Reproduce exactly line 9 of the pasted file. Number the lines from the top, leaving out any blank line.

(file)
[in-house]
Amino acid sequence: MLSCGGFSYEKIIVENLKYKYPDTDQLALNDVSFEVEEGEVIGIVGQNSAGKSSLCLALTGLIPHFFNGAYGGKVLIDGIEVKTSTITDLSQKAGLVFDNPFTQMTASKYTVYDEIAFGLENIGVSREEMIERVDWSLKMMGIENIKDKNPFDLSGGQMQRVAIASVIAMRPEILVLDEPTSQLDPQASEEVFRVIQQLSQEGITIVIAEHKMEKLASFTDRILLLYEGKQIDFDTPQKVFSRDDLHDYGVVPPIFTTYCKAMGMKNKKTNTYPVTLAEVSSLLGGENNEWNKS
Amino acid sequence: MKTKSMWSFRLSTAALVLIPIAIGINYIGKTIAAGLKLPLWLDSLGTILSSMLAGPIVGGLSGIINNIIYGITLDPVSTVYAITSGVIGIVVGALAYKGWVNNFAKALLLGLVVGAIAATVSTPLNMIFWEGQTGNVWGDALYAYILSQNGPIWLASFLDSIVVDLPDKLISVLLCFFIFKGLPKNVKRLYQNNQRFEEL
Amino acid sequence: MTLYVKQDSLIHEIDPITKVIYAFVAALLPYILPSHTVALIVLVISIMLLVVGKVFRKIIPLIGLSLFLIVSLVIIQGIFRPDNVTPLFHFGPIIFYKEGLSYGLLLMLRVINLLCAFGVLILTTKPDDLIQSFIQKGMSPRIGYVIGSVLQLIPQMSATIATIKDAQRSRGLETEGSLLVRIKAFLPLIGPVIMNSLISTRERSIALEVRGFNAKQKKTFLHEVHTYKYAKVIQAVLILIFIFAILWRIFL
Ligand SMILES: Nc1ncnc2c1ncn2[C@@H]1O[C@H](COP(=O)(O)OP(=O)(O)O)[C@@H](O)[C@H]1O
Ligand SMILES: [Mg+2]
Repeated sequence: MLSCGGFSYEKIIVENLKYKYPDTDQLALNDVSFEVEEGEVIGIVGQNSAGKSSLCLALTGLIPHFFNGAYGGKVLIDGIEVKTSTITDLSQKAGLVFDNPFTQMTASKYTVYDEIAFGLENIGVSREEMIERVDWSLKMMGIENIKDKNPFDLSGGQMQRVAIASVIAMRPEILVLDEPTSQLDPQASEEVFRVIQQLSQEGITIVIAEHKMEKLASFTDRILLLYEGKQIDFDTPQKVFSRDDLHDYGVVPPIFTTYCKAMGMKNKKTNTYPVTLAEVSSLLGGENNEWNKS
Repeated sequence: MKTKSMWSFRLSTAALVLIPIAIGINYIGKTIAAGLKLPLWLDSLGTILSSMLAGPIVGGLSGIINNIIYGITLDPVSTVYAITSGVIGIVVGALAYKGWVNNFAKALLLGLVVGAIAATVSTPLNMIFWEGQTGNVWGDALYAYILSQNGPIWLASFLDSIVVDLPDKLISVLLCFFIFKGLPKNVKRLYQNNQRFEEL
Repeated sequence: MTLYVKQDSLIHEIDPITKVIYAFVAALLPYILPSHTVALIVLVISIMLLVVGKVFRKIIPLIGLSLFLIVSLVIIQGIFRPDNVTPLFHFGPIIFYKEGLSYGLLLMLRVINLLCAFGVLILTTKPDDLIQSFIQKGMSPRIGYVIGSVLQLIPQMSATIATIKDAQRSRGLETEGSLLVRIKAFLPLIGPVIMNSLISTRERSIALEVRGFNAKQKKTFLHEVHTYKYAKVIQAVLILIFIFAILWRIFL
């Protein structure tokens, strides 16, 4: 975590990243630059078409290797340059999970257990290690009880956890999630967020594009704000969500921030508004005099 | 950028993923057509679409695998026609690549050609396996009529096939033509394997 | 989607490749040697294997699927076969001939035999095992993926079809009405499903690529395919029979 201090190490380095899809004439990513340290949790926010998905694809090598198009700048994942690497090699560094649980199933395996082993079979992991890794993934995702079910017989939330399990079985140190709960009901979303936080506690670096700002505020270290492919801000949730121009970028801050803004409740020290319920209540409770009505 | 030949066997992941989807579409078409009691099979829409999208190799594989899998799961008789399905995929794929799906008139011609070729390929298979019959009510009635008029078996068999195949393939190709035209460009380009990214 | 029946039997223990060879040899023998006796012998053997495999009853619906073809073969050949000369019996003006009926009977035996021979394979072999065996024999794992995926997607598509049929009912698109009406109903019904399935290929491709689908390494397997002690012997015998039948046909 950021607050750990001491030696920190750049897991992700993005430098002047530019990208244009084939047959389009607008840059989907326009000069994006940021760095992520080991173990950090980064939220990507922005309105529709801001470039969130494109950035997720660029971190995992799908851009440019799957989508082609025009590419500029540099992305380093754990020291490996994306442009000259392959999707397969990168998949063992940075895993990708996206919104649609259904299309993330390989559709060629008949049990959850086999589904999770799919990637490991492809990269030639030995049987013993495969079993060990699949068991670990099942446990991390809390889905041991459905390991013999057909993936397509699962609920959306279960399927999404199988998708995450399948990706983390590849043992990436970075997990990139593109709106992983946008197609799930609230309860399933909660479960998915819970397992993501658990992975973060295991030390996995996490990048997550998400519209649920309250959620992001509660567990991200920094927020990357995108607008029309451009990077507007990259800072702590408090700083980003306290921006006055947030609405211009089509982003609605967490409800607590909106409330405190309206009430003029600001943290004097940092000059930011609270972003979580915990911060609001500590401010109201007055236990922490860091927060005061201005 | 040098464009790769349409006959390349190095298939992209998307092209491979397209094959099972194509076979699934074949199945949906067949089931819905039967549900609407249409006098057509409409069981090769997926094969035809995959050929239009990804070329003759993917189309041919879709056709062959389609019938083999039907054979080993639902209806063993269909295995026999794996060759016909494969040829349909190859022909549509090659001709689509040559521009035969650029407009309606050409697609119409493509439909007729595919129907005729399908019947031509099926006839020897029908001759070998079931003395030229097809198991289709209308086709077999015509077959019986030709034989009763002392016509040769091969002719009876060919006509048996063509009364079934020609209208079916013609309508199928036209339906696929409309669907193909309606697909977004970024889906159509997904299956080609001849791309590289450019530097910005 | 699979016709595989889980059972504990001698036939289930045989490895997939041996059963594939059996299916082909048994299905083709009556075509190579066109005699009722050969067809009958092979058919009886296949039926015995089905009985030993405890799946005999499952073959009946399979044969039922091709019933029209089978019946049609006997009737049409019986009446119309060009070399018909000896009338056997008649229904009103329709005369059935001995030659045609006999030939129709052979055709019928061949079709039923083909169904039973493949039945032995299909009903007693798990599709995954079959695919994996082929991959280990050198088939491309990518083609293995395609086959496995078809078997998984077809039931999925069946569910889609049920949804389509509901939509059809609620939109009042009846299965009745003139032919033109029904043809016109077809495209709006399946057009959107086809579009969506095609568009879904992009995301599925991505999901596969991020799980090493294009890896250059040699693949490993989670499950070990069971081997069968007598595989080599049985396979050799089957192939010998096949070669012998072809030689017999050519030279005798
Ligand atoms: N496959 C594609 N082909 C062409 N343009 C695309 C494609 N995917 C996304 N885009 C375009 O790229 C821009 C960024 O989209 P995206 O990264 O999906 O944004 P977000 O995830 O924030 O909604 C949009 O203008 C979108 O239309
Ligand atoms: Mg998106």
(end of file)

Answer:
Repeated sequence: MTLYVKQDSLIHEIDPITKVIYAFVAALLPYILPSHTVALIVLVISIMLLVVGKVFRKIIPLIGLSLFLIVSLVIIQGIFRPDNVTPLFHFGPIIFYKEGLSYGLLLMLRVINLLCAFGVLILTTKPDDLIQSFIQKGMSPRIGYVIGSVLQLIPQMSATIATIKDAQRSRGLETEGSLLVRIKAFLPLIGPVIMNSLISTRERSIALEVRGFNAKQKKTFLHEVHTYKYAKVIQAVLILIFIFAILWRIFL